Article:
Dynamics of Model lonomer Melts of Various Architectures

LM Hall and MJ Stevens and AL Frischknecht, MACROMOLECULES, 45, 8097-8108 (2012).

DOI: 10.1021/ma301308n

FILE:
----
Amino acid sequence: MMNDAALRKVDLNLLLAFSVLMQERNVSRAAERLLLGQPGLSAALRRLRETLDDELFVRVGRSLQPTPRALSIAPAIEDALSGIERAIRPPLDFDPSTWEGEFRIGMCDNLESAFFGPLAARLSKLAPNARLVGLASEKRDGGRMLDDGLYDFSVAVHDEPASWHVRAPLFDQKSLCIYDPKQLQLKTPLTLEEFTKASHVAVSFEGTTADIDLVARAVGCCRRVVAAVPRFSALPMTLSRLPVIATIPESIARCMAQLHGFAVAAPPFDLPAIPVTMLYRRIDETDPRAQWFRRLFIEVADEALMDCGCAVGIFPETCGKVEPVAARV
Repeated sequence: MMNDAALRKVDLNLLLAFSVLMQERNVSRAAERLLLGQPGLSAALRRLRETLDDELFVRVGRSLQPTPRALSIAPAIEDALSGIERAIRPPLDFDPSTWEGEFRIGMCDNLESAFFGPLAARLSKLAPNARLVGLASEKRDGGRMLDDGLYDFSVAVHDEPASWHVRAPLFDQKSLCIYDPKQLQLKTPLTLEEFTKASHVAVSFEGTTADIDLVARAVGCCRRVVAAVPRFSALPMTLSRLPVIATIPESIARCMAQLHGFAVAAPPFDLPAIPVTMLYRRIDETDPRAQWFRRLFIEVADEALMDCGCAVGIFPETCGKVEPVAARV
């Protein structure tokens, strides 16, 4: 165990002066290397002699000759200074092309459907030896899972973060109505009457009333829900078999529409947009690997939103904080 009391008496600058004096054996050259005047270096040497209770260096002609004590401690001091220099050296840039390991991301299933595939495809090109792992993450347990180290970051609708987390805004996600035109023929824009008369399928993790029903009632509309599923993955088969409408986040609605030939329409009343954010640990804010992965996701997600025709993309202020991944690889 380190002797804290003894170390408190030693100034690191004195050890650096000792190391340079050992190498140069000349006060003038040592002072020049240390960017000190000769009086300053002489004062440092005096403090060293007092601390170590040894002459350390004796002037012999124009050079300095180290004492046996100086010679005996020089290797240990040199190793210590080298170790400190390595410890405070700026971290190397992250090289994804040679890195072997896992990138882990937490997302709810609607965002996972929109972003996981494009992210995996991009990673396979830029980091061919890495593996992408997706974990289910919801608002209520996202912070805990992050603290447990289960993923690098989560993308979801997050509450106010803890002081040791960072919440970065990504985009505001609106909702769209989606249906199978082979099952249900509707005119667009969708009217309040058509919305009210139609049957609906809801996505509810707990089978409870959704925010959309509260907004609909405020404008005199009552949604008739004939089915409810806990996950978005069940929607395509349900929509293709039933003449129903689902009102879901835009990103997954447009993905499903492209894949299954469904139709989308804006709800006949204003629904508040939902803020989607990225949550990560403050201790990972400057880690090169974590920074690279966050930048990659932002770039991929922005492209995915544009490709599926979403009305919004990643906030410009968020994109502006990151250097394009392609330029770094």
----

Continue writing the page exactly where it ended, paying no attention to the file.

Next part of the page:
Ion-containing polymers have potential as single-ion conducting battery electrolyte materials. Their conductivity is often too low for such applications due to the low dielectric polymer backbone and resulting strong aggregation of ions. We simulate coarse-grained ionomer melts (with explicit counterions) of various polymer architectures to understand the effect of polymer connectivity on the dynamics. We report on the polymer and counterion dynamics as a function of periodically or randomly spaced charged groups, which can be placed in the backbone or pendant to it. The spacer length is also varied. The simulations reveal the mechanism of ion transport, the coupling between counterion and polymer dynamics, and the dependence of the ion dynamics on polymer architecture. Within the ionic aggregrates, ion dynamics is rather fluid and relatively fast. The larger scale dynamics (time and length) depends strongly on the large scale morphology of the ionomer. Systems with percolated clusters have faster counterion diffusion than systems with isolated clusters. In the systems with isolated clusters counterions diffuse through the combination, rearrangement, and separation of neighboring clusters. In this process, counterions move from one cluster to another without ever being separated from a cluster. In percolated systems, the counterions can move similarly without the need for the merging of clusters. Thus, the ion diffusion does not involve a hopping process. The dynamics also depends significantly on the details of the polymer architecture beyond the aggregate morphology. Adding randomness in spacing of the charges can either increase or decrease the ion diffusion, depending on the specific type of random sequence.

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